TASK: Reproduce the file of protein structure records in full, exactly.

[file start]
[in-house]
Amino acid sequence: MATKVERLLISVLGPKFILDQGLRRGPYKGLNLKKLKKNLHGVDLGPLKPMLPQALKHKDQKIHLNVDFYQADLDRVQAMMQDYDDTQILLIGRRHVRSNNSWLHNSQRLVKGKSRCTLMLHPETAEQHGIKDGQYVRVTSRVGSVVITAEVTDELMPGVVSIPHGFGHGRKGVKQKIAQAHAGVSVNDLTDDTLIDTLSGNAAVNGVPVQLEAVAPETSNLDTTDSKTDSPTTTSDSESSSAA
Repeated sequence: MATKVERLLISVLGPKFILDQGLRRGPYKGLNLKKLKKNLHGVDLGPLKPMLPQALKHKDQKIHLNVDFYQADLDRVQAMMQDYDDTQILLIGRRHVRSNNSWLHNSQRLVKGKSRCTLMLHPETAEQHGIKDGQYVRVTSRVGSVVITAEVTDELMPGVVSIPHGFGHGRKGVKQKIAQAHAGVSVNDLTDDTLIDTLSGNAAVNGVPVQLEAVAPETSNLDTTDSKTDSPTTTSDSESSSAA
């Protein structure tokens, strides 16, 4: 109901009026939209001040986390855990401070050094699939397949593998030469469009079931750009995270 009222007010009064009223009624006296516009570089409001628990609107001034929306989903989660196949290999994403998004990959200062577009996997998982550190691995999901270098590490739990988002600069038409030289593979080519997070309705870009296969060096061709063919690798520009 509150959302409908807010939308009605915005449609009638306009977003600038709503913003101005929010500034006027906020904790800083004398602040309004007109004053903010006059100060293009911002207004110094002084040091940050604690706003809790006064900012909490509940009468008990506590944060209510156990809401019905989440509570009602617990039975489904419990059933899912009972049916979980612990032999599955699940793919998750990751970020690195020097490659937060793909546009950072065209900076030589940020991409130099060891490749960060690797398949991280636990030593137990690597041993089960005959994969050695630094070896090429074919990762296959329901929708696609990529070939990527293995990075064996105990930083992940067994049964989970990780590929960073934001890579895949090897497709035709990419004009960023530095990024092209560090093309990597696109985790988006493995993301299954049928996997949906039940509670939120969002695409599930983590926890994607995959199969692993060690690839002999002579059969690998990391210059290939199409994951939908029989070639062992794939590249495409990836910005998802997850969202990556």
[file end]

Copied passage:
[in-house]
Amino acid sequence: MATKVERLLISVLGPKFILDQGLRRGPYKGLNLKKLKKNLHGVDLGPLKPMLPQALKHKDQKIHLNVDFYQADLDRVQAMMQDYDDTQILLIGRRHVRSNNSWLHNSQRLVKGKSRCTLMLHPETAEQHGIKDGQYVRVTSRVGSVVITAEVTDELMPGVVSIPHGFGHGRKGVKQKIAQAHAGVSVNDLTDDTLIDTLSGNAAVNGVPVQLEAVAPETSNLDTTDSKTDSPTTTSDSESSSAA
Repeated sequence: MATKVERLLISVLGPKFILDQGLRRGPYKGLNLKKLKKNLHGVDLGPLKPMLPQALKHKDQKIHLNVDFYQADLDRVQAMMQDYDDTQILLIGRRHVRSNNSWLHNSQRLVKGKSRCTLMLHPETAEQHGIKDGQYVRVTSRVGSVVITAEVTDELMPGVVSIPHGFGHGRKGVKQKIAQAHAGVSVNDLTDDTLIDTLSGNAAVNGVPVQLEAVAPETSNLDTTDSKTDSPTTTSDSESSSAA
């Protein structure tokens, strides 16, 4: 109901009026939209001040986390855990401070050094699939397949593998030469469009079931750009995270 009222007010009064009223009624006296516009570089409001628990609107001034929306989903989660196949290999994403998004990959200062577009996997998982550190691995999901270098590490739990988002600069038409030289593979080519997070309705870009296969060096061709063919690798520009 509150959302409908807010939308009605915005449609009638306009977003600038709503913003101005929010500034006027906020904790800083004398602040309004007109004053903010006059100060293009911002207004110094002084040091940050604690706003809790006064900012909490509940009468008990506590944060209510156990809401019905989440509570009602617990039975489904419990059933899912009972049916979980612990032999599955699940793919998750990751970020690195020097490659937060793909546009950072065209900076030589940020991409130099060891490749960060690797398949991280636990030593137990690597041993089960005959994969050695630094070896090429074919990762296959329901929708696609990529070939990527293995990075064996105990930083992940067994049964989970990780590929960073934001890579895949090897497709035709990419004009960023530095990024092209560090093309990597696109985790988006493995993301299954049928996997949906039940509670939120969002695409599930983590926890994607995959199969692993060690690839002999002579059969690998990391210059290939199409994951939908029989070639062992794939590249495409990836910005998802997850969202990556």